The temptation of a used ND is understandable; a car that looks the same will cost at least £25k new in a showroom. There are early 1.5s for £9k and 2.0-litres for £10,000, which looks like a lot of modern Mazda fun for the money. Especially with a whole raft of tweaks possible to properly bring them to life. Spending something like £13k will get the very best, lowest mileage ND1s, as well as early ND2 1.5s (though they only gained a horsepower in the update, so are less essential to seek out than the 2.0). Once £15k has been breached you’re into 184hp 2.0-litres, and honestly it’s hard to think of many better places to spend the money on something fun. They really are as good as you’ve heard. Again an Anniversary car is worth seeking out, the 30th boasting Racing Orange paint, Recaro seats, Rays wheels and Brembo calipers.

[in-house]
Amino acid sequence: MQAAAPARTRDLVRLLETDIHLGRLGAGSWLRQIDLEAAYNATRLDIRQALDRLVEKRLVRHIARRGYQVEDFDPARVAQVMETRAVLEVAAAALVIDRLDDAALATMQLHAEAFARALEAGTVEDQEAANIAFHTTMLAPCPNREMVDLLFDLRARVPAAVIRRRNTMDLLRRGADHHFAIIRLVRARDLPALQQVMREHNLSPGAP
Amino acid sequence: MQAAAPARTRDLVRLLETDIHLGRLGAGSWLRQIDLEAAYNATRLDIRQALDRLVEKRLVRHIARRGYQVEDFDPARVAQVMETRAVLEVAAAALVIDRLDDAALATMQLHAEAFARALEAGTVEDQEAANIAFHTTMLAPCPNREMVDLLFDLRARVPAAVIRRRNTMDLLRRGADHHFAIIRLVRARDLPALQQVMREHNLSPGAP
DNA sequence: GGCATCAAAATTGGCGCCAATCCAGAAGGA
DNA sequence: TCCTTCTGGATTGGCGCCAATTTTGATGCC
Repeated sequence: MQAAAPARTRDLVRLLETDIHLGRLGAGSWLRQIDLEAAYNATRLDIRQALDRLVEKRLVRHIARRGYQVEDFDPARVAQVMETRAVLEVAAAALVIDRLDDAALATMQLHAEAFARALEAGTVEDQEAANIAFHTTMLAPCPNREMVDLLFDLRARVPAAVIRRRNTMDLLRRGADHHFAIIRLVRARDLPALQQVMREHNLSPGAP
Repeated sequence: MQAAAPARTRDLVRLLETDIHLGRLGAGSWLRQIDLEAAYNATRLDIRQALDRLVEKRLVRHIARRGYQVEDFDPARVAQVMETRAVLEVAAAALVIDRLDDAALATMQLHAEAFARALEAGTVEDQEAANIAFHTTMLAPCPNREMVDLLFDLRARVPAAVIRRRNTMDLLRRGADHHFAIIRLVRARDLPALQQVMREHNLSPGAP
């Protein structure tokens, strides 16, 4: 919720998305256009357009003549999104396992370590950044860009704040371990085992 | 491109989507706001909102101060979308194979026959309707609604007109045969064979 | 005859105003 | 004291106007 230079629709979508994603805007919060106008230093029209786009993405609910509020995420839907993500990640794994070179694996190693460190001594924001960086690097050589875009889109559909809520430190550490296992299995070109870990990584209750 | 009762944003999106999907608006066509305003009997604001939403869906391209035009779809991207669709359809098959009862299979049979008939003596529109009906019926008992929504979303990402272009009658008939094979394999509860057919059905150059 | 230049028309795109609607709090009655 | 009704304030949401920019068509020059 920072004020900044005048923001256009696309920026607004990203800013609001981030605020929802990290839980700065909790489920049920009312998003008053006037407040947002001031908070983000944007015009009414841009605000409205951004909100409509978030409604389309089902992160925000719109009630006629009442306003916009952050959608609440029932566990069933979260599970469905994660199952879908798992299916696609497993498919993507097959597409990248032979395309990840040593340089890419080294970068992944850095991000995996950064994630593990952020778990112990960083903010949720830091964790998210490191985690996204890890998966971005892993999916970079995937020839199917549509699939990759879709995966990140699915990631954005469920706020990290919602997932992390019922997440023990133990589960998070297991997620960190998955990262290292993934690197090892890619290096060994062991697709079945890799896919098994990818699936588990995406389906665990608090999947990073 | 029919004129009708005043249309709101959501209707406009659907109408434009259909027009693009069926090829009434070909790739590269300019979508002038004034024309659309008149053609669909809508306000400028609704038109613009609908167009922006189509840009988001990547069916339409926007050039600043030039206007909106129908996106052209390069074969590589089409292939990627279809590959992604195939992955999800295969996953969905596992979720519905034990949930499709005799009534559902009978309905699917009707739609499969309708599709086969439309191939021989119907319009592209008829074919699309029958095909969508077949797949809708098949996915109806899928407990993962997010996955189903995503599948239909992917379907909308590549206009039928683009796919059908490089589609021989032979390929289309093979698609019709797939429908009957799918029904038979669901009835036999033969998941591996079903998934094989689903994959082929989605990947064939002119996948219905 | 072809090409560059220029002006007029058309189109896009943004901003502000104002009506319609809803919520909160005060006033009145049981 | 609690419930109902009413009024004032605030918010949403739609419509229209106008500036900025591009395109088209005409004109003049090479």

What the long-term future holds for the MX-5 isn’t quite clear, now being a tougher time than ever to soldier on with naturally aspirated sports cars. But think about what it’s survived over the past 35 years: recessions, pandemics, the return of the hot hatch, the congestion charge, ULEZ and a global hike in costs. Despite all that, the desire to embrace the joy of driving that only the MX-5 offers has endured. So many other sports cars have come and gone in that time that it’s hard to list them: Audi TT, the Nissan Zeds, the Toyota 86s and Subaru BRZ, Honda S2000, Mercedes SLK, the MGs, the MR2, the Lotus Elise, VW Scirocco and more. Yet by keeping the MX-5 light, simple, affordable and, most importantly, fun, Mazda has kept it relevant. Long may that continue.
1 / 20